So… about those LinkedIn Polls

It's hit extreme proportions now people – we're through the looking glass here.

Now, apparently, people I barely know are interested in:

  • how I spell words
  • which coffee is best
  • maths questions
  • whether I enjoy my life
  • leadership skills
  • whether I think “holiday” is over-rated; and
  • much, much more.

Apart from my LinkedIn-Life now feeling like I'm a member of a neverending marketing focus group, behind it all is an interesting thought process:

LinkedIn likes polls at the moment. I should run some polls. Here's a poll.

Of course it makes a certain amount of sense – LinkedIn polls, in theory, currently give you a slightly greater chance of obtaining the two main goals of social media posting:

  1. Reach;
  2. Engagement.

But there's a problem with just running a poll about anything you can think of…

It Looks Contrived

People can smell a fake from a mile (um – kilometre) away.

So if you're a lawyer working in, say, criminal law and you're running a poll on whether people like a pumpkin spiced latte or prefer a normal flat white, then that's just weird.

Now it's true – I'm not against going off-topic from time to time, simply because it's part of demonstrating authentic personality and broadening opportunities for genuine connection with others.

But the key word there is “genuine”. I'm betting that at no point in your life have you ever asked someone whether holidays are overrated. So why the heck would you run a poll about it on LinkedIn?

Answer: because you're desparately trying to get social media engagement, and you're hoping this will do it.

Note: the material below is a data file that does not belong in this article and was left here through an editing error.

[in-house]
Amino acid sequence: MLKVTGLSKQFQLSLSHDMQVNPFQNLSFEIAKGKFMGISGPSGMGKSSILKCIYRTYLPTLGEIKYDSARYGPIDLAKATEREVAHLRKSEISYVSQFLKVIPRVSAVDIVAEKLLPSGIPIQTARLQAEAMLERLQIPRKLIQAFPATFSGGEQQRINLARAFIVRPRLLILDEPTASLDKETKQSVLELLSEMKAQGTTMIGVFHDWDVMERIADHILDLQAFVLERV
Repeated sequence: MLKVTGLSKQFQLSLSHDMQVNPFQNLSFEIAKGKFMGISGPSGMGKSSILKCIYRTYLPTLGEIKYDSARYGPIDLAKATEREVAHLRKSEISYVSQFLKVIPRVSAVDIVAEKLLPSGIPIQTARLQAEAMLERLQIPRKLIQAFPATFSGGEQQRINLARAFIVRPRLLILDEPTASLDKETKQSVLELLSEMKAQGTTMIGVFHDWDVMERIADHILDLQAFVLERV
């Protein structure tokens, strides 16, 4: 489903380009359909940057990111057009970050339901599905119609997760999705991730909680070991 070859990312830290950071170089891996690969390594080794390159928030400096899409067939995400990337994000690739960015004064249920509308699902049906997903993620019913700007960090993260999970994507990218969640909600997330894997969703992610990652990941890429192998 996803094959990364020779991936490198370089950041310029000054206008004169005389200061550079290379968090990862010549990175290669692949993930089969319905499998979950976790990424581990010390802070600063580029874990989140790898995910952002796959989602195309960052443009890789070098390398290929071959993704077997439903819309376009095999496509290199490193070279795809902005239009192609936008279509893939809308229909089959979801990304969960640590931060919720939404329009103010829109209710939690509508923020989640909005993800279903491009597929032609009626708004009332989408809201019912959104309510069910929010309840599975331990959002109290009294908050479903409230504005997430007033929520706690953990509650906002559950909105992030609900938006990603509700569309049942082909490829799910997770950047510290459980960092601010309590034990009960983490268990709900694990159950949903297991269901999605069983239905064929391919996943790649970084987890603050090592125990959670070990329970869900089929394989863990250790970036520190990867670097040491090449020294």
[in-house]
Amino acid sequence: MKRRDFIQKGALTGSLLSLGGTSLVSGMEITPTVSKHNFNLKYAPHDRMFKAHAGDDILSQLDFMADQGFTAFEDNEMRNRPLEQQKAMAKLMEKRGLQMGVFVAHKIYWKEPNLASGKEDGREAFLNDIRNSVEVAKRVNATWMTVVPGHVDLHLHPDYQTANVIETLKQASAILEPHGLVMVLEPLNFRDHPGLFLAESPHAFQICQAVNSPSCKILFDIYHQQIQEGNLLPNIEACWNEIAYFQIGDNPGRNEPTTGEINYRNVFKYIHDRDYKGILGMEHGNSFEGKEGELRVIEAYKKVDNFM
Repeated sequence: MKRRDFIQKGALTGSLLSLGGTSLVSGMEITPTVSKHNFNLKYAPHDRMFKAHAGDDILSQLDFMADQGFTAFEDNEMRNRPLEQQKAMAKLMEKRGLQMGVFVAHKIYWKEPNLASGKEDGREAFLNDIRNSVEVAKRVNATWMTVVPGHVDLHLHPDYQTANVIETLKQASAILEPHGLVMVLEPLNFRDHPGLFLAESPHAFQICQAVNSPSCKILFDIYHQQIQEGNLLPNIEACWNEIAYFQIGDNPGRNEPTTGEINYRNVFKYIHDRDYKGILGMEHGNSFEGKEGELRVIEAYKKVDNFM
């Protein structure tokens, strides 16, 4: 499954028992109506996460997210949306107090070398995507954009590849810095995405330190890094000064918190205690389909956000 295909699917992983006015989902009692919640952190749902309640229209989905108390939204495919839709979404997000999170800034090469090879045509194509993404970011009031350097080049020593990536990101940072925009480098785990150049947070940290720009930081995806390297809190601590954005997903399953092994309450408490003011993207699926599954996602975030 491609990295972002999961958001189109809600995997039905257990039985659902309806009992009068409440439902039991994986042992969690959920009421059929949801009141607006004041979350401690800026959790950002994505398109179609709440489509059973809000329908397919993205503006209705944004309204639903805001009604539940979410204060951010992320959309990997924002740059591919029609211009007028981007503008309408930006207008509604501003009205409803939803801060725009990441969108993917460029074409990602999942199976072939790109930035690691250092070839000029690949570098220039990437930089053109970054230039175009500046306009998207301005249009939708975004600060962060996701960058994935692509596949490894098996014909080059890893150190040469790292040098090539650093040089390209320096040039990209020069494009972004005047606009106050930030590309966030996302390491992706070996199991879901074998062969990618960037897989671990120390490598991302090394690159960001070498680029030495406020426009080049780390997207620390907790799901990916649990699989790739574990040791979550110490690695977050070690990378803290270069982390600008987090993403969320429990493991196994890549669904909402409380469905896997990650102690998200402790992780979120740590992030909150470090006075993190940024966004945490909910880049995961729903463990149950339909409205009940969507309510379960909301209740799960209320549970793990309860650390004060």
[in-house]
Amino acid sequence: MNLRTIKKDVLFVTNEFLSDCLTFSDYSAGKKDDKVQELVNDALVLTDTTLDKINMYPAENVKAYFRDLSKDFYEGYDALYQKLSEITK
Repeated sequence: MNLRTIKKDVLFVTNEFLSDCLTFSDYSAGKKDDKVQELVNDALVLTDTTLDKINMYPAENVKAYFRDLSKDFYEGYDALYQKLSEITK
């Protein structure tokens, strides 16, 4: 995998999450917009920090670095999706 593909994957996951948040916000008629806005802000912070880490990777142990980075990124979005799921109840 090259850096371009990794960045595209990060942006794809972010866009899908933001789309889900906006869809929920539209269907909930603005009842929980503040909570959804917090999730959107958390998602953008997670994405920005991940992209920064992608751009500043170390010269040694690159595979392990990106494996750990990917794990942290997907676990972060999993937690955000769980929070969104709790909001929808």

The problem with that is it looks exactly like what you're trying to do. And people don't tend to love that.

Pick Things you Actually Care About

Now running a poll on LinkedIn isn't inherently bad.

It's true that LinkedIn seems to love them at the moment, since they're new and most platforms like to push out their new products with an associated nudge in organic reach.

But if you're going to run a poll, at least pick something you actually care about or are genuinely interested in.

None of this “I woke up this morning and wondered whether you all like chocolate or not” kind of stuff – that's nonsense.

This is an area where you can fairly safely touch on challenging, topical issues as well as lighter weight stuff. But let's actually run polls where we can about the results?

What Will you Do with the Engagement?

So let's say I'm wrong, and your poll about preferred coffee types does really well, gathering hundeds of interesting comments and responses.

What's your plan?

Will you reach out to those people individually? Will you send out connection requests to those who participated? Will you ensure your next post is on point in the hope that the LinkedIn algorithm is slightly more inclined to expand your reach in coming days due to the success of your poll? Will you write an article or a longer piece on the outcome and tag some people who offered great comments?

Without a plan, any engagement you do get is just engagement for its own sake.

And while that has the potential of moving the needle slightly in terms of your relationships with others, it would be preferable to have a plan to capture some kind of longer lasting benefit from a successful poll if possible.

So if you're running a poll and it turns into a cracker, consider what you're going to do next to try and make hay while the sun is shining.

Run your Polls, but Do it Right

Don't just run a poll because they're the latest cool thing on the block.

Run one because you:

  • care about the topic;
  • intend to do something with the engagement.

While this doesn't guarantee that your poll will see amazing results, at least it won't leave you feeling like you're engaged in inauthentic marketing strategies.



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